Shaky Shivers Emerges As Hysterical Love Letter To The ’80s [Screamfest]

Shaky Shivers still of Lucy (Brooke Markham) looking scared with Karen (VyVy Nguyen) cowering behind her.

Some films are staid, arthouse affairs or giant blockbusters, and others are so out-of-this-world wild that you enjoy them, and you kind of wish you were there on set to experience the fun. Shaky Shivers, directed by Sung Kang (remember Han from Fast and Furious? Yep) and written by Andrew McAllister and Aaron Strongoni, falls into the latter like a zombie falling out of a station wagon. Playing at Screamfest, the movie does not skimp on the dramatics. Shaky Shivers starts oddball and spirals further down in a boisterous, ridiculous, wonderful film held together by an unbreakable friendship. 

Set in the early ’90s in Washington state, friends Karen (VyVy Nguyen) and Lucy (Brooke Markham) take a trip into an abandoned camp area. The reason? They must wait until the full moon comes out to check if Lucy transforms into a werewolf. Shaky Shivers throws you into the thick of it. If the music did not tell you that this is a comedy, seeing Lucy hand Karen a gun and then, realizing the bullets need to be silver, dig out her silver nail polish to paint the shells tells you Shaky Shivers thinks outside the box. Of course, silver-nail-polish-painted shots do not help. 

Shaky Shivers Shows Size Does Not Matter

Shaky Shivers still of Lucy (Brooke Markham) looking scared with Karen (VyVy Nguyen) cowering behind her.
Shaky Shivers still of Lucy (Brooke Markham) and Karen (VyVy Nguyen). Screamfest.

Karen and Lucy’s friendship keeps you watching. From their attitudes to the language they use in conversation, they seem an unlikely pair. After the initial opening, we travel back to the day before. Karen and Lucy are coworkers at the Friendly Freeze, an ice cream shop with coworker Eric (Jimmy Bellinger) and boss Bob (Herschel Sparber). This rounds out the majority of the cast for Shaky Shivers. The other two additions are white woman Karen, dubbed Karen Too (Skyler Day), and Mama Nature (Erin Daniels), the person who curses Lucy to transform into a werewolf after Lucy denies her a free ice cream in exchange for a pretty pine cone.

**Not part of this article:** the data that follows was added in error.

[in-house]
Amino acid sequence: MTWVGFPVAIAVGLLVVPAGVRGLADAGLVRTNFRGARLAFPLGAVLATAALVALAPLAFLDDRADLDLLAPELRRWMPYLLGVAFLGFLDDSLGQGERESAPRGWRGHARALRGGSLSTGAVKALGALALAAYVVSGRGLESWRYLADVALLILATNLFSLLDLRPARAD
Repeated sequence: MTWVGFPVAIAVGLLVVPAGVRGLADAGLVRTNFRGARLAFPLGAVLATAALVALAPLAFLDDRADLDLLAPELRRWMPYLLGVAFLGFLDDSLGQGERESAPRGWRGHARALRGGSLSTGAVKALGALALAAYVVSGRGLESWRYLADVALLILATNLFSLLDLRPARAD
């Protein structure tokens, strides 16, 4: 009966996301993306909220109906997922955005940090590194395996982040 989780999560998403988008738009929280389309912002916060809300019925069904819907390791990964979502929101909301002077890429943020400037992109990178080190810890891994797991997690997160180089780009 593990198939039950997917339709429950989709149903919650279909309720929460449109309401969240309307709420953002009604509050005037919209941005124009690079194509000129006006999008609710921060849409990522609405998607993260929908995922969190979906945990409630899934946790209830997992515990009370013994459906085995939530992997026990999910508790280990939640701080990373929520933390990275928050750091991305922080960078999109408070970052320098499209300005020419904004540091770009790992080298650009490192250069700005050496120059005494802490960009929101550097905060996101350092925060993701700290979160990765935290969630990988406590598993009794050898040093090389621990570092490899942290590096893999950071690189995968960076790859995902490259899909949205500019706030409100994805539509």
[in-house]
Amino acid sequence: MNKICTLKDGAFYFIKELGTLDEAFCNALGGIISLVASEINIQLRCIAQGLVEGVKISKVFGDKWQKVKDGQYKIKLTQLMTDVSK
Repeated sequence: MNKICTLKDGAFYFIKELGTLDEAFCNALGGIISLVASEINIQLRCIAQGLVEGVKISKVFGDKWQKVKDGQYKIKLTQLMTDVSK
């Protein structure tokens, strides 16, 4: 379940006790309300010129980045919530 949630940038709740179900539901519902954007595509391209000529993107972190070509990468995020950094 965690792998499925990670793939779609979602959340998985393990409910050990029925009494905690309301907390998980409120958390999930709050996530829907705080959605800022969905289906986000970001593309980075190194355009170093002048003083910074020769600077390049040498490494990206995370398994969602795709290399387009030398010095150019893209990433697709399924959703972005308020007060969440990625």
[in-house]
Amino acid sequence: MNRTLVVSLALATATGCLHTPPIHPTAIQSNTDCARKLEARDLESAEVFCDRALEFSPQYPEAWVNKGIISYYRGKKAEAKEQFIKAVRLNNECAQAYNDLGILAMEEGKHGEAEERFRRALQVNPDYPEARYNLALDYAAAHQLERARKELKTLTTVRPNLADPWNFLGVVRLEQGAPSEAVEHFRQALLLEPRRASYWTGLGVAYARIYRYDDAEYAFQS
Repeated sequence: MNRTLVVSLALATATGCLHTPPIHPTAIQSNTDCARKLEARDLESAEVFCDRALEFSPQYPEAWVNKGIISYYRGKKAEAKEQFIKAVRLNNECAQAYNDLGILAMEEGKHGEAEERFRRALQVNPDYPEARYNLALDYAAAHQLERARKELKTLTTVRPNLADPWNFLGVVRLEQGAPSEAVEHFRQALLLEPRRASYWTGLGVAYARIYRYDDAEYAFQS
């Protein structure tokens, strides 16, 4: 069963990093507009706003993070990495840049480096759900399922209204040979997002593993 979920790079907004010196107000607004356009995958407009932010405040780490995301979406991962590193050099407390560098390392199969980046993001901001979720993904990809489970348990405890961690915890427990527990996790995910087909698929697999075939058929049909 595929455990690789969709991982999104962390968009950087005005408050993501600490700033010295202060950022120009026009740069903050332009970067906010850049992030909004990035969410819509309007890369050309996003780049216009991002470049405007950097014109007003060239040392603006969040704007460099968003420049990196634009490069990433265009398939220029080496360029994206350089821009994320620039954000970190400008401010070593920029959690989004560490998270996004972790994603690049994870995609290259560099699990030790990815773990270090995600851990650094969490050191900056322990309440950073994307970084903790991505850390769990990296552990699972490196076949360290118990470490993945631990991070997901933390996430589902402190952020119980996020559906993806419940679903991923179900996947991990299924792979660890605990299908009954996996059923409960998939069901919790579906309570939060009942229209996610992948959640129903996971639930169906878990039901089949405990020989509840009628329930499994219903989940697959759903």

Comedic Characters Delivered By A Terrific Cast

Karen and Lucy are witty and complement each other. However, they did not learn to beware of who they insulted. White woman Karen Too is the first to try and get free ice that day with an expired coupon. Karen Too is what you expect, an entitled white woman; the same is true of Mama Nature.

Still, both the scenes are comical because Karen and Lucy get to flex their caustic wit, and it is a hoot to watch, even though white woman Karen Too falls into the “I fear for my safety” bit when Bob walks in. Shaky Shivers understands the audience needs someone’s coattails to ride on this hilarious journey, and they deliver with not one but two fantastic leads. 

VyVy Nguyen’s and Brooke Markham’s acting does not feel over the top, given the strange and random circumstances. I hope they star as leads more often as both can carry a film. Despite the foolishness, Shaky Shivers remains believable thanks to the acting, sets, and music.  You never step outside Shaky Shivers’ world and think, “this is too much.” Instead, you wonder how you would handle the situation as one creature after another wind up in Karen and Lucy’s radius. 

A Great Send-Up To ‘80s Camp

Shaky Shivers photo of director Sung Kang.
Shaky Shivers director Sung Kang. Screamfest

The humor remains top-notch. Shaky Shivers starts with werewolves and just increases the fun from there. The movie taps into the ‘80s horror. This is complete with various beasties brought to the screen with the ever-present comical music by Timo Chen. Sure, some of the practical effects are not the best, but memorable films of that decade did not always have top-tier effects. It was still fun to watch; the same is true of Shaky Shivers. The movie also pokes fun at the supernatural genre, the ease with which people find magical fixes, how zombies are slow but suddenly appear out of nowhere, etc. 

Sung Kang created a memorable, sidesplitting directorial feature. Shaky Shivers delivers wacky entertainment with a small, devoted cast of people and monsters. Scares may be nonexistent but this film is chock-full of comedy. The trip down ‘80s trip memory lane delivers the off-the-wall effects, nonsensical plots, but beguiling humor that is missing from many present-day films. ‘80s movies did not have superb special effects, but they had heart. That is what made, and continues to make, them fun. 

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